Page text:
The Black Vault Message Forums

Discover the Truth!        

Space Discussions and Theories

Rare New Year's Eve 'blue moon' to ring in 2010

From Mercury to Pluto and beyond. . .

Postby sandra » Tue Dec 29, 2009 11:30 pm

Rare New Year's Eve 'blue moon' to ring in 2010

The first full moon of December 2009 raises over a stand of saguaro cacti on a ridge line east of New River, Arizona. A "blue moon" (which is the second full moon in the same month) will occur New Year Eve, December 31st, 2009.

By Alicia Chang, Associated Press
LOS ANGELES — Once in a blue moon there is one on New Year's Eve. Revelers ringing in 2010 will be treated to a so-called blue moon. According to popular definition, a blue moon is the second full moon in a month. But don't expect it to be blue — the name has nothing to do with the color of our closest celestial neighbor.
A full moon occurred on Dec. 2. It will appear again on Thursday in time for the New Year's countdown.

"If you're in Times Square, you'll see the full moon right above you. It's going to be that brilliant," said Jack Horkheimer, director emeritus of the Miami Space Transit Planetarium and host of a weekly astronomy TV show.

The New Year's Eve blue moon will be visible in the United States, Canada, Europe, South America and Africa. For partygoers in Australia and Asia, the full moon does not show up until New Year's Day, making January a blue moon month for them.

However, the Eastern Hemisphere can celebrate with a partial lunar eclipse on New Year's Eve when part of the moon enters the Earth's shadow. The eclipse will not be visible in the Americas.

A full moon occurs every 29.5 days, and most years have 12. On average, an extra full moon in a month — a blue moon — occurs every 2.5 years. The last time there was a lunar double take was in May 2007. New Year's Eve blue moons are rarer, occurring every 19 years. The last time was in 1990; the next one won't come again until 2028.

Blue moons have no astronomical significance, said Greg Laughlin, an astronomer at the University of California, Santa Cruz.

"'Blue moon' is just a name in the same sense as a 'hunter's moon' or a 'harvest moon,'" Laughlin said in an e-mail.

The popular definition of blue moon came about after a writer for Sky & Telescope magazine in 1946 misinterpreted the Maine Farmer's Almanac and labeled a blue moon as the second full moon in a month. In fact, the almanac defined a blue moon as the third full moon in a season with four full moons, not the usual three.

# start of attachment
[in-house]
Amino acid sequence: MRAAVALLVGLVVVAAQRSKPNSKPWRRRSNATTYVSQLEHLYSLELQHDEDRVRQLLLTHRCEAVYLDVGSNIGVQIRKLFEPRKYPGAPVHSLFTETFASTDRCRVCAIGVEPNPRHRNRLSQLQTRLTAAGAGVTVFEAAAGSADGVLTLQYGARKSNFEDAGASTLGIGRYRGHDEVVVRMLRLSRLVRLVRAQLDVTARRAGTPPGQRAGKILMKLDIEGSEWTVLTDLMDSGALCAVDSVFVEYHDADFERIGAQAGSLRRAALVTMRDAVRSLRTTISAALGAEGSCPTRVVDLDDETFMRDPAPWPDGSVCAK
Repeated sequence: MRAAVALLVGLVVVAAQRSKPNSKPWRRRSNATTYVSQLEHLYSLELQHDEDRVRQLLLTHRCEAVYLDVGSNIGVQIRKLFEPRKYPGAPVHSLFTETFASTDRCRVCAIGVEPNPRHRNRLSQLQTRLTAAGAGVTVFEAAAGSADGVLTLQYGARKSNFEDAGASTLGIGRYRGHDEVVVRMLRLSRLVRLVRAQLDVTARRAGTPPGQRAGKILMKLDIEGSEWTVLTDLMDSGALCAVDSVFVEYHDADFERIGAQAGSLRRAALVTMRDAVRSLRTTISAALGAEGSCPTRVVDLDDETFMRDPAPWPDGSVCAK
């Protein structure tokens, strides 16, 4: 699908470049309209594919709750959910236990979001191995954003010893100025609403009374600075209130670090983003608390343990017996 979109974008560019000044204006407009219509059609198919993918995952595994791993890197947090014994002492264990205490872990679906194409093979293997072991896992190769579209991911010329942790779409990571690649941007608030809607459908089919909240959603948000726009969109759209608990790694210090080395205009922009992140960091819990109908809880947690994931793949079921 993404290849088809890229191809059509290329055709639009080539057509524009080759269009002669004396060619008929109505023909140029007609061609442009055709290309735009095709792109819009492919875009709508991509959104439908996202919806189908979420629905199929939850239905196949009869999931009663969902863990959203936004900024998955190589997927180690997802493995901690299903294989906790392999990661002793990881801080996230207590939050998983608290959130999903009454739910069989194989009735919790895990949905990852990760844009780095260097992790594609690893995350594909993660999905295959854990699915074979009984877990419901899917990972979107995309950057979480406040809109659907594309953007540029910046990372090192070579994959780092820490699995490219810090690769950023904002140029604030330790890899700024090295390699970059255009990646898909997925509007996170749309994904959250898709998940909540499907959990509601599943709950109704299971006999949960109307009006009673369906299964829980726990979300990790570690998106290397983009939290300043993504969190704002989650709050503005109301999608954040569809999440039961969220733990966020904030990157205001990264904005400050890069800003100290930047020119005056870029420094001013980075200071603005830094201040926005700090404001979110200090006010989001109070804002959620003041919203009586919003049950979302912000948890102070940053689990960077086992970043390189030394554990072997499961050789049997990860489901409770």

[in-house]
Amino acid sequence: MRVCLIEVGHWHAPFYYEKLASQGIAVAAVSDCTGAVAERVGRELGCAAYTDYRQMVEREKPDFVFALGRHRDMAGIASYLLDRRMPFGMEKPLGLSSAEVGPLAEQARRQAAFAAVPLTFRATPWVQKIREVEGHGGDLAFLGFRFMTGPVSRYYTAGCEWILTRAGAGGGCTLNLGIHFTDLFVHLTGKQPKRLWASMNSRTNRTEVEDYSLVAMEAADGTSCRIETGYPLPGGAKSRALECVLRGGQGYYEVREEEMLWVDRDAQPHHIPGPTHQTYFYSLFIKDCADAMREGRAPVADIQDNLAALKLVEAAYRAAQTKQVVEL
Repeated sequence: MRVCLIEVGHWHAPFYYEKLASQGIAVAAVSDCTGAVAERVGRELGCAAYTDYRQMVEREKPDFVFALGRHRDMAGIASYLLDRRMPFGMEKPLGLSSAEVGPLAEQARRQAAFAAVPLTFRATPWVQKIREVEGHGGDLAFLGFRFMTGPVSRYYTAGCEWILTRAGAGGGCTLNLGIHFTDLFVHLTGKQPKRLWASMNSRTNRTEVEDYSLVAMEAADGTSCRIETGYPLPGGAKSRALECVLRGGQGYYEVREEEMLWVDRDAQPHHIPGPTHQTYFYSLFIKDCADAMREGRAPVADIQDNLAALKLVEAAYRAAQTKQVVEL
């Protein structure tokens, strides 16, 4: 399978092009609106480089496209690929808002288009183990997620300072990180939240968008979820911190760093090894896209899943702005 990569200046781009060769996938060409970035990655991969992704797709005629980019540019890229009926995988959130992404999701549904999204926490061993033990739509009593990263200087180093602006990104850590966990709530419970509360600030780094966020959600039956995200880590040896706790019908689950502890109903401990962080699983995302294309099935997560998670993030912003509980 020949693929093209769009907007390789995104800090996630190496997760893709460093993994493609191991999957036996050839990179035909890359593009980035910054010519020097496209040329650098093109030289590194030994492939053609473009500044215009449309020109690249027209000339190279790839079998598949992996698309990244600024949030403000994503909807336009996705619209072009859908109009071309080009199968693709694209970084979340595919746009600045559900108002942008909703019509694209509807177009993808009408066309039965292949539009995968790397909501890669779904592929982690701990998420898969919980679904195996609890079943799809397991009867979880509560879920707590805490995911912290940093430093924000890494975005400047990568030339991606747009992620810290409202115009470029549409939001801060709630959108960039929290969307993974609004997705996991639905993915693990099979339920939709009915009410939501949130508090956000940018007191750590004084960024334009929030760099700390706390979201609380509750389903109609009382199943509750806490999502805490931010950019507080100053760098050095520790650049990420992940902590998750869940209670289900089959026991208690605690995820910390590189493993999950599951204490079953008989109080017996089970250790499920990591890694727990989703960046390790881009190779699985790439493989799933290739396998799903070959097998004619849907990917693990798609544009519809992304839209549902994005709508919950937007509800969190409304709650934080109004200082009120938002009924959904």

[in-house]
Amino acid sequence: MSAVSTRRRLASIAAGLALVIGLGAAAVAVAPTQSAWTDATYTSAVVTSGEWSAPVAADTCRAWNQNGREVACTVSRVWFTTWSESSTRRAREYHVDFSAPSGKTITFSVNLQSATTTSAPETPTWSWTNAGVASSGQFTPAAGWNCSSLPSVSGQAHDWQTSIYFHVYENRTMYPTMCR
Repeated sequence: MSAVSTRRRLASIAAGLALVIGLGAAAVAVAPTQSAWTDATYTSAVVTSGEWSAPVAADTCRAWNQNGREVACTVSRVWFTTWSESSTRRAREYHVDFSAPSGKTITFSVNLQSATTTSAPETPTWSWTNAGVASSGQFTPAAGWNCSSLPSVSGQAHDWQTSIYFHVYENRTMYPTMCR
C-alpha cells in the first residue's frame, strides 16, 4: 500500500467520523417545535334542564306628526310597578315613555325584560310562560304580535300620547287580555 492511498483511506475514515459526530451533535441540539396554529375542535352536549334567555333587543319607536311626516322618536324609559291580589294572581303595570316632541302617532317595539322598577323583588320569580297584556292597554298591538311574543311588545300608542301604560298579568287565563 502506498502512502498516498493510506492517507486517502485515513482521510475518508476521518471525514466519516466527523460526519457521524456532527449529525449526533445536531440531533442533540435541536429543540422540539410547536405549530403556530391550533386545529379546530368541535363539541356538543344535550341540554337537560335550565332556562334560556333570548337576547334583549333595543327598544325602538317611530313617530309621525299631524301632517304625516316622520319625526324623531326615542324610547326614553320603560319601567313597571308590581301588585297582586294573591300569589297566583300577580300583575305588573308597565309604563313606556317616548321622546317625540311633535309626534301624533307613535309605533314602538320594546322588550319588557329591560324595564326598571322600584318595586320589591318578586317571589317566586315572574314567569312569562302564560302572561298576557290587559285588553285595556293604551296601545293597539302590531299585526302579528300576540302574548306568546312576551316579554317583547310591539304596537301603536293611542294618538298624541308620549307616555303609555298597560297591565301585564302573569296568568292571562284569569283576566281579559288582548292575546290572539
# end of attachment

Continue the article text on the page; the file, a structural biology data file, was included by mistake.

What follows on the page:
Though Sky & Telescope corrected the error decades later, the definition caught on. For purists, however, this New Year's Eve full moon doesn't even qualify as a blue moon. It's just the first full moon of the winter season.

In a tongue-in-cheek essay posted on the magazine's website this week, senior contributing editor Kelly Beatty wrote: "If skies are clear when I'm out celebrating, I'll take a peek at that brilliant orb as it rises over the Boston skyline to see if it's an icy shade of blue. Or maybe I'll just howl."

LINK

It has been said this has no significance, but its interesting to me, I think it must have some meaning other than just a simple unimportant event....lets see it is a partial lunar eclipse as well, who will be able to see it?
“Living backwards!” Alice repeated in great
astonishment. “I never heard of such a thing!”
“—but there’s one great advantage in it, that one’s
memory works both ways.”
— Lewis Carroll, Through the Looking-Glass
User avatar
sandra
 
Posts: 3702
Joined: Fri Dec 04, 2009 6:27 pm
Location: Minnesota US

Postby shadowfx » Wed Dec 30, 2009 12:35 pm

Full moon on New Years.... That'll bring all the crazies out. ;)
User avatar
shadowfx
 
Posts: 360
Joined: Thu Apr 09, 2009 11:54 am

Postby sandra » Wed Dec 30, 2009 11:24 pm

and a partial lunar eclipse, you bet it will. :mrgreen:

I always like keeping track of the moon phases and current events, long time ago people knew alot from the moon phases.
“Living backwards!” Alice repeated in great
astonishment. “I never heard of such a thing!”
“—but there’s one great advantage in it, that one’s
memory works both ways.”
— Lewis Carroll, Through the Looking-Glass
User avatar
sandra
 
Posts: 3702
Joined: Fri Dec 04, 2009 6:27 pm
Location: Minnesota US


Return to Space Discussions and Theories

  • View new posts
  • View unanswered posts
  • Who is online
  • In total there are 2 users online :: 0 registered, 0 hidden and 2 guests (based on users active over the past 10 minutes)
  • Most users ever online was 292 on Mon Apr 23, 2012 3:19 pm
  • Users browsing this forum: No registered users and 2 guests